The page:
The Babadook: when allegory meets expressionism in a therapeutic horror classic.

 

You can find this article in its entirety HERE.  

 

“I’ll wager with you.  I’ll make a bet.  The more you deny, the stronger I get.  You start to change when I get in, The Babadook growing right under your skin.  Oh come!  Come see what’s underneath!”  – Mister Babadook

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Warning: the following analysis includes spoilers!  

Early in writer/director Jennifer Kent’s Australian creeper The Babadook, widowed mother Amelia crawls onto the floor with her six year old son Samuel to check underneath his bed,  ensuring there are no monsters there before he turns in for the night.  The scene, repeated throughout the movie, has its roots in the seemingly every day life of a parent calming their child’s fears but also acts as one of the film’s many metaphors to dramatize the concept of “what lies beneath”.  Grounded in German expressionism, the film, like many great horror movies do, works on a psychological level as an allegory to convey the concept of suppression and repression, showing us the ill-effects – including cognitive dissonance – of what happens when emotions, particularly grief, have not been dealt with.

Before delving into the film further, let’s take a closer look at expressionism and allegory so we can understand how they fit into the bigger picture here.  Expressionism is at its bare essence taking the internal and making it external.  Expressionists seek to express meaning and emotional experiences – often radically to reflect mood and tone – rather than physical reality.  An allegory is used to convey complex ideas in ways that are more readily understood by an audience.  Its difference from a mere symbol is that an allegory, at least in story, is a narrative whose whole – much like a theme – has a meaning the author wishes to convey.  The use of these two together may explain why some viewers confessed to not understanding the movie (or its ending) – though to some extent, it’s a movie that’s aimed squarely at the real fears of an older audience – at least those old enough to have children of their own and suffered loss (for that’s what many of those who do will find relatable.)

We’ve found a new home!  You can read the rest of this article as well as others HERE.  

 

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About Jim Barker

A multi-award winning sculptor who uses a pen to shape words on a page that leave impressions in the mind.
This entry was posted in Allegory, Expressionism, Techniques and Devices, Theme and tagged , , , , , , . Bookmark the permalink.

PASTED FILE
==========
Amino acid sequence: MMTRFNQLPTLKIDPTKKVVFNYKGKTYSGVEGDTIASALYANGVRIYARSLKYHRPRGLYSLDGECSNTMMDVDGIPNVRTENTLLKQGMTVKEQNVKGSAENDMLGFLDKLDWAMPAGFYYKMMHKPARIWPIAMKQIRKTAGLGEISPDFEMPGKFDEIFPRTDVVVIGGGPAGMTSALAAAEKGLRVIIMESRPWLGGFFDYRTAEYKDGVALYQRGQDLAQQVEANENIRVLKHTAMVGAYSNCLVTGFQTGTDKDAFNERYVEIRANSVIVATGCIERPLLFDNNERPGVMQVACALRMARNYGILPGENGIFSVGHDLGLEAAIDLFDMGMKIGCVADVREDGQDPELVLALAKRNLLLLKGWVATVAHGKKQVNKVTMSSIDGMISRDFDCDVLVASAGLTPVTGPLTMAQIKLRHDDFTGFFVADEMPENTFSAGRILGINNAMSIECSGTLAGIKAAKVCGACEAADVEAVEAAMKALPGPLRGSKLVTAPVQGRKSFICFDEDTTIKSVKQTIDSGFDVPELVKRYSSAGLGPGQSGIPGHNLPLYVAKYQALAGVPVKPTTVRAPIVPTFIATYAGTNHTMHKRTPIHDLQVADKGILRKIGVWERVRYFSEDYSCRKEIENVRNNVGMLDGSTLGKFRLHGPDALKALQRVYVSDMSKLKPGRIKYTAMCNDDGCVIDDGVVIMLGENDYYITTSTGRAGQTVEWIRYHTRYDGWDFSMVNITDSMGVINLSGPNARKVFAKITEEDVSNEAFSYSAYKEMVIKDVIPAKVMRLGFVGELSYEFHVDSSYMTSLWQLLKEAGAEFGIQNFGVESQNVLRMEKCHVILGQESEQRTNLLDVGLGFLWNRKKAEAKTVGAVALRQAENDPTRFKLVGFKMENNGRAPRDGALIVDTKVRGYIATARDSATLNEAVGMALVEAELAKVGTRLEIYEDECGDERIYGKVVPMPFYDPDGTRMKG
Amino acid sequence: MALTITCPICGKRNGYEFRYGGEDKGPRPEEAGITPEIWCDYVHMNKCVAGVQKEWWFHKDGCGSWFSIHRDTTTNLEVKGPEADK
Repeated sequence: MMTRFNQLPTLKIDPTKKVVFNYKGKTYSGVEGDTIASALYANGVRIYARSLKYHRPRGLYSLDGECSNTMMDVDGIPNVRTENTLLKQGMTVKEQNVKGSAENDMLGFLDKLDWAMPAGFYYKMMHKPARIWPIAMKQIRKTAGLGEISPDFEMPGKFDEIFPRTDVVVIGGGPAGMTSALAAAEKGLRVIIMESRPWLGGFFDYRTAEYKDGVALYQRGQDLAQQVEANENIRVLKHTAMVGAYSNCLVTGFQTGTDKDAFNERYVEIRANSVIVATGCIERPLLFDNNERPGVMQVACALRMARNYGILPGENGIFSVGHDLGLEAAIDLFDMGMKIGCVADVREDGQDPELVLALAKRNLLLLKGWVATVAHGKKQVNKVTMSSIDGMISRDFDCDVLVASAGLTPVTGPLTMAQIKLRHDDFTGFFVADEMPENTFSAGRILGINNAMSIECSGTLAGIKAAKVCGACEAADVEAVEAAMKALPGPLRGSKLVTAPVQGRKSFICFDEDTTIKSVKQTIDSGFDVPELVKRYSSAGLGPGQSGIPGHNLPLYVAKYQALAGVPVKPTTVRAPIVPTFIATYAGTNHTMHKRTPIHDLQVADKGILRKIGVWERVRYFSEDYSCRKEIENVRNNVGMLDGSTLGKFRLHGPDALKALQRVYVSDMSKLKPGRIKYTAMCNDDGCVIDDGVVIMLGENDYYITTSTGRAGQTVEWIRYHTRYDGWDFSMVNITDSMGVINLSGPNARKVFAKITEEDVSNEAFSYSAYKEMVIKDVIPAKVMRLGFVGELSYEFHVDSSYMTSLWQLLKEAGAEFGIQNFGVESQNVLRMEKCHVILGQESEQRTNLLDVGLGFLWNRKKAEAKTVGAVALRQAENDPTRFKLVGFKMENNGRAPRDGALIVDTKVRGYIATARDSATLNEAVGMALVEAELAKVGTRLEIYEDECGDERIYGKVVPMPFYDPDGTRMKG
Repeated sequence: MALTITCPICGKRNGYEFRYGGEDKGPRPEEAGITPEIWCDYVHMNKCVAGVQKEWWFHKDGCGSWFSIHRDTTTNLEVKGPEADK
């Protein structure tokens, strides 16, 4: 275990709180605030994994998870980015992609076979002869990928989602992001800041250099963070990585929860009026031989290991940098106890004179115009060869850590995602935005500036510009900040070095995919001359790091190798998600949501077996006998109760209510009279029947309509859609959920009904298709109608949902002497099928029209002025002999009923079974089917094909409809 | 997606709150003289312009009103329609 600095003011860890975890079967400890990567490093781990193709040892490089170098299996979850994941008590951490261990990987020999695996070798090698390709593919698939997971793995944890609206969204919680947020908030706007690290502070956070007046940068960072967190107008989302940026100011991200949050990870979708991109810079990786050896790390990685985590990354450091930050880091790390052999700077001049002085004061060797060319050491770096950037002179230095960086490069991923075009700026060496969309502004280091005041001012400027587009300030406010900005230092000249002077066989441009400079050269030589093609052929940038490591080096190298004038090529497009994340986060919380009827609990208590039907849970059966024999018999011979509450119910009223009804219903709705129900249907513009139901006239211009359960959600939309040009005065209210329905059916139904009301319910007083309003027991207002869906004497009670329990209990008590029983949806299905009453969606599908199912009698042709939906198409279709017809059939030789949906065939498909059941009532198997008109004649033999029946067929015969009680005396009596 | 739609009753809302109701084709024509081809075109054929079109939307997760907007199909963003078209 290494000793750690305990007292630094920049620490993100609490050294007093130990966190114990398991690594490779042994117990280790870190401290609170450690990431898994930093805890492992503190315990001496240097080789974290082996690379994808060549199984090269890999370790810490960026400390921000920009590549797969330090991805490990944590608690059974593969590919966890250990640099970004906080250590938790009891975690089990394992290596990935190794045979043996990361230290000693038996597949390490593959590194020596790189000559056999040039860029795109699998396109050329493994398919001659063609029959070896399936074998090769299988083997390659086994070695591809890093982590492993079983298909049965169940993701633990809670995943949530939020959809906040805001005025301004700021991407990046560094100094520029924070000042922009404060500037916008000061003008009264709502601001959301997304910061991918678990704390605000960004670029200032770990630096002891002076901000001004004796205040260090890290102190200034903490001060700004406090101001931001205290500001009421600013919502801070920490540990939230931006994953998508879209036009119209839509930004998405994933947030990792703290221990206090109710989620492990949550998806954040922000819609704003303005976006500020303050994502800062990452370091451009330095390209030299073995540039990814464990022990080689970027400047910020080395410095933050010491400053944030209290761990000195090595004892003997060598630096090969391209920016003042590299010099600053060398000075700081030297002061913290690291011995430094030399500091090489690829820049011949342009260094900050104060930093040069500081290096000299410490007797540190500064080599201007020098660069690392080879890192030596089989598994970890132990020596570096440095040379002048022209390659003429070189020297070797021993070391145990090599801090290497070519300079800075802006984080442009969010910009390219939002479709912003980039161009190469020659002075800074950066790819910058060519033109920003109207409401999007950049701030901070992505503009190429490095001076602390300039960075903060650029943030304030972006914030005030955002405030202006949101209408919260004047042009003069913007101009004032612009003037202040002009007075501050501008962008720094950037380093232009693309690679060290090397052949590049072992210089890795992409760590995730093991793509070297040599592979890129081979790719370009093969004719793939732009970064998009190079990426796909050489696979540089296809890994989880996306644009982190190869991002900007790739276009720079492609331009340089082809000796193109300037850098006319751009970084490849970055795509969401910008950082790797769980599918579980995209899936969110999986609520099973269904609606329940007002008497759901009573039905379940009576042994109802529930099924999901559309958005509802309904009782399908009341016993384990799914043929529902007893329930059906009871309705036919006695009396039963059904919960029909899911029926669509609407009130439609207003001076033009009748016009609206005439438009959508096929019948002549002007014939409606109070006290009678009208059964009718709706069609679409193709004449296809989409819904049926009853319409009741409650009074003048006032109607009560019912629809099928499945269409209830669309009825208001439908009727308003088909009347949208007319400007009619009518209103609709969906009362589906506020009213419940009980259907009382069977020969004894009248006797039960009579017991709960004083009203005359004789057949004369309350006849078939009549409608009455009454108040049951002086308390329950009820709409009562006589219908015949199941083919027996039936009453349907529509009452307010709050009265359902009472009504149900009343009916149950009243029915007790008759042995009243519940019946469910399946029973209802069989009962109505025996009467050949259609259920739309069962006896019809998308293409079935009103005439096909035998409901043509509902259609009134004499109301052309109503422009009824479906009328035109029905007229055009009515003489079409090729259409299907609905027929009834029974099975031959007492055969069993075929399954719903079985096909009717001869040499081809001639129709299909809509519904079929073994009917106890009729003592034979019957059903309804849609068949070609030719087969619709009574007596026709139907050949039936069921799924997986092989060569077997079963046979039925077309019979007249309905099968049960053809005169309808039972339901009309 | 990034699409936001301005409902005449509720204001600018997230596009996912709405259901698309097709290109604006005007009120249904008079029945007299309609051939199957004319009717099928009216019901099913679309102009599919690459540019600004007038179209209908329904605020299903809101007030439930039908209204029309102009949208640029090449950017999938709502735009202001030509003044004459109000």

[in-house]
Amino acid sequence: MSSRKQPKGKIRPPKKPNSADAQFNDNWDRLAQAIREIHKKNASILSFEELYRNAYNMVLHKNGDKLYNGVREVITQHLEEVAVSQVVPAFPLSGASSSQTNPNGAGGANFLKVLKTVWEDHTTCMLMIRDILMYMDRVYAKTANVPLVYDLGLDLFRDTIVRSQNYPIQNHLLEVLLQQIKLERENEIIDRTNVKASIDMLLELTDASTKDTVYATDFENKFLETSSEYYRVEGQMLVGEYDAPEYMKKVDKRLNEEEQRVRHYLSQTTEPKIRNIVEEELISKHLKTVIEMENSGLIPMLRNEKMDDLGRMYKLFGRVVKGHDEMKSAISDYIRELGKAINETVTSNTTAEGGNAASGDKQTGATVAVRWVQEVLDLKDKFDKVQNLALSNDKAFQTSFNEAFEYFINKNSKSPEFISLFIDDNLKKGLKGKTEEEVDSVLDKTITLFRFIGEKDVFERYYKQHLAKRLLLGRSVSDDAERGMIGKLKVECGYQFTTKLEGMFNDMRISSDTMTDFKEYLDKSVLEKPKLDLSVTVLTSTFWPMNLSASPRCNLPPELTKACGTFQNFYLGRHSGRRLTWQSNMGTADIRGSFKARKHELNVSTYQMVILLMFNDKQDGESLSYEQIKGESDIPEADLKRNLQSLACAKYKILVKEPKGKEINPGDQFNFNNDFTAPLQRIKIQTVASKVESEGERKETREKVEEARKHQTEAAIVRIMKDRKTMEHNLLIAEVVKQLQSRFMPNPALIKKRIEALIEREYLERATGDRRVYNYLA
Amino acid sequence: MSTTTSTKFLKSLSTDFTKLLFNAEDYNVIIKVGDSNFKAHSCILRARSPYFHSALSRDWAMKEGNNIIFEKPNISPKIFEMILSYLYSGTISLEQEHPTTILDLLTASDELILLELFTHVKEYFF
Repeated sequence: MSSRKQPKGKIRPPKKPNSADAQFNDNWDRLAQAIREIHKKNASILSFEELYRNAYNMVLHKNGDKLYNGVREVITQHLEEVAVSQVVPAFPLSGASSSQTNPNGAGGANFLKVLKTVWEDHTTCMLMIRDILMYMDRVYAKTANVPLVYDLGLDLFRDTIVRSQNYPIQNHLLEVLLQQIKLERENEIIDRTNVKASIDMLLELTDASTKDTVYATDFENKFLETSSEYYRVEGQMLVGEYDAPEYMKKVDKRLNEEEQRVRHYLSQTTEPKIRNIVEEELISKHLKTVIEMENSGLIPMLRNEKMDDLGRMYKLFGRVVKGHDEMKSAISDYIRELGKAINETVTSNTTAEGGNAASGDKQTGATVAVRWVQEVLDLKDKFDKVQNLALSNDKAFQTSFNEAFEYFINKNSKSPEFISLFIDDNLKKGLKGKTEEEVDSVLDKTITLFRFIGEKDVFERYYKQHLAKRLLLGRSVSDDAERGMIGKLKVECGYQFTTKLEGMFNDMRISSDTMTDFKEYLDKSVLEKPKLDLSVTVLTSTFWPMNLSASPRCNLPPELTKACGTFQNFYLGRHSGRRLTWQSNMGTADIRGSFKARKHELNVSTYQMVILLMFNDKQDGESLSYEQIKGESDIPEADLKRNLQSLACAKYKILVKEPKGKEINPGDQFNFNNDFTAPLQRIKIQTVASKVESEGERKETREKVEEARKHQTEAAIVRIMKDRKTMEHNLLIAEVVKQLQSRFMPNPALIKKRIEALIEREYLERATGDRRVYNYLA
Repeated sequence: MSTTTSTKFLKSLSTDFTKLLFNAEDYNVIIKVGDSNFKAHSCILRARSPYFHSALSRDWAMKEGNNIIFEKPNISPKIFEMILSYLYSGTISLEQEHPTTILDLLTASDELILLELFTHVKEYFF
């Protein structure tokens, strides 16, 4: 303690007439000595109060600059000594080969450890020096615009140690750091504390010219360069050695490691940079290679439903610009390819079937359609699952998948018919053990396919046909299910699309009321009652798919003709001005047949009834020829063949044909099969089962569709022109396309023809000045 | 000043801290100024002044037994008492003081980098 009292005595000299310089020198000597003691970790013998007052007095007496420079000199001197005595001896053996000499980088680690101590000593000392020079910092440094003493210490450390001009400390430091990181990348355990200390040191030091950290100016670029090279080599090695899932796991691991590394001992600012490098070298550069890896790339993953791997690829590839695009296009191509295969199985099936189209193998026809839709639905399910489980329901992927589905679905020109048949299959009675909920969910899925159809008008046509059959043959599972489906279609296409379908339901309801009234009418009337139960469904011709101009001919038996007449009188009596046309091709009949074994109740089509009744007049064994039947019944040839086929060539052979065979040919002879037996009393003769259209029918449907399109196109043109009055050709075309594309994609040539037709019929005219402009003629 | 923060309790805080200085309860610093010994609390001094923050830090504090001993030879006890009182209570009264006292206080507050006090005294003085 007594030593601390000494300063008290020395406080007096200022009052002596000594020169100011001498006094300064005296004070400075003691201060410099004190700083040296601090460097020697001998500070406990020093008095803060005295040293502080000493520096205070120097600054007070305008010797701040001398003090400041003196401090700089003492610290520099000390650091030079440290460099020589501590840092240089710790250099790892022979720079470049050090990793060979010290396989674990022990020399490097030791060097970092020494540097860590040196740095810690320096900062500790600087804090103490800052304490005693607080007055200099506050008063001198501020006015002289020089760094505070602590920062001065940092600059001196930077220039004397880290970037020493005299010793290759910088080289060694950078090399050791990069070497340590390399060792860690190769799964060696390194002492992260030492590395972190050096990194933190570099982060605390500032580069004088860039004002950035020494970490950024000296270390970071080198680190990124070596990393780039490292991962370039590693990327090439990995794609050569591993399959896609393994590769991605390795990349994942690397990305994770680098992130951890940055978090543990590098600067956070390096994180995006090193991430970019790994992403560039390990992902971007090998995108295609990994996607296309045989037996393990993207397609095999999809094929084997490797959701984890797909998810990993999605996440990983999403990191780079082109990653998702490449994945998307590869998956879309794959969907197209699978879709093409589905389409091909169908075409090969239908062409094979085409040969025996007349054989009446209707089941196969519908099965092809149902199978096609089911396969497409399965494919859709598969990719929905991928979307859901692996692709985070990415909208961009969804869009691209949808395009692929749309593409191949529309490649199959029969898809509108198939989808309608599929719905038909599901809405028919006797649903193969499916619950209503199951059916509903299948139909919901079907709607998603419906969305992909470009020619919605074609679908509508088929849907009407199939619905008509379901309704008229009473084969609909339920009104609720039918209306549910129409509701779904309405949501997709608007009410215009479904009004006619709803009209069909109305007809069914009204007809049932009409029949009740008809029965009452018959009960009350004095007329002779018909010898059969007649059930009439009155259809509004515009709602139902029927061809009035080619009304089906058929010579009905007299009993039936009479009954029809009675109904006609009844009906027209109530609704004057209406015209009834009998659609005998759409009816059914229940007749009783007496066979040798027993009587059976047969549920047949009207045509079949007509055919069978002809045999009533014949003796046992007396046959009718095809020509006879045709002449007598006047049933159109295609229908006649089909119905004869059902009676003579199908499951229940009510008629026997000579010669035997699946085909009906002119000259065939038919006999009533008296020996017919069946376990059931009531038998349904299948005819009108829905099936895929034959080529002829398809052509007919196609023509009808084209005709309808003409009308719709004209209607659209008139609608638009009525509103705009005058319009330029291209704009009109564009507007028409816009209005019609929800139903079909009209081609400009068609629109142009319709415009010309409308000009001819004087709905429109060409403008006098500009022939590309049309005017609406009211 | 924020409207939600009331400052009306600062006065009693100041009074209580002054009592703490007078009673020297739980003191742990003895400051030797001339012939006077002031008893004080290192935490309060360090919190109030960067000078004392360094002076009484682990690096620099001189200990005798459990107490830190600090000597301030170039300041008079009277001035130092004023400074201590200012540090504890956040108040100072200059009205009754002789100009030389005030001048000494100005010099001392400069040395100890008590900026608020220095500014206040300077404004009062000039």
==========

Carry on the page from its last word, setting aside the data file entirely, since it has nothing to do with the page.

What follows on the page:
15 Responses to The Babadook: when allegory meets expressionism in a therapeutic horror classic.

  1. Judy Myers says:

    Thank you.

    Liked by 1 person

  2. Nia says:

    Thank you for this wonderful and awesome review!

    Liked by 1 person

  3. Joe says:

    Thanks for spelling this out. Its the most insightful review for an easily misinterpreted movie that I have found. And one that gives it MUCH deeper meaning than what is obvious on the surface. It explains the ending perfectly. I knew the movie was flirting with the concept of “is it all in her head or is it real? ” but I hadn’t considered the idea that the babadook was a metaphor for the mother and child’s repressed grief and and other negative impulses and emotions; A simple but brilliant motif for a psychological thriller. Its not a horror film in my opinion. It really wasn’t scary in any way that I associate with that genre… But it was disturbing and original.

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    • Jim Barker says:

      Thanks for the comment! It is, by classical definition of the genre, a horror film, it’s just that modern audiences have been weaned more toward the visceral rather than the thematic (I’m reminded of re-watching The Bride of Frankenstein not long ago and having similar feelings, that it wasn’t scary the least bit – yet it’s still considered at the pinnacle of Hollywood horror).

      Like

  4. Are you familiar with Jungian psychology and Carl Jung’s conception of the “shadow self?” I see a LOT of that in the Babadook.

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    • Jim Barker says:

      Yes, very familiar (Robert Mulligan’s subtle horror in “The Other” always comes to mind with regards to the concept); and I would agree, there’s a lot of it in here. Projection, the “unconscious” self being similar to the repressed, etc. It’s amazing how many different angles one can view “The Babadook” through.

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  9. excellent post, very informative. I’m wondering why the other experts of this sector do not realize this. You must proceed your writing. I am sure, you’ve a great readers’ base already!

    Liked by 1 person

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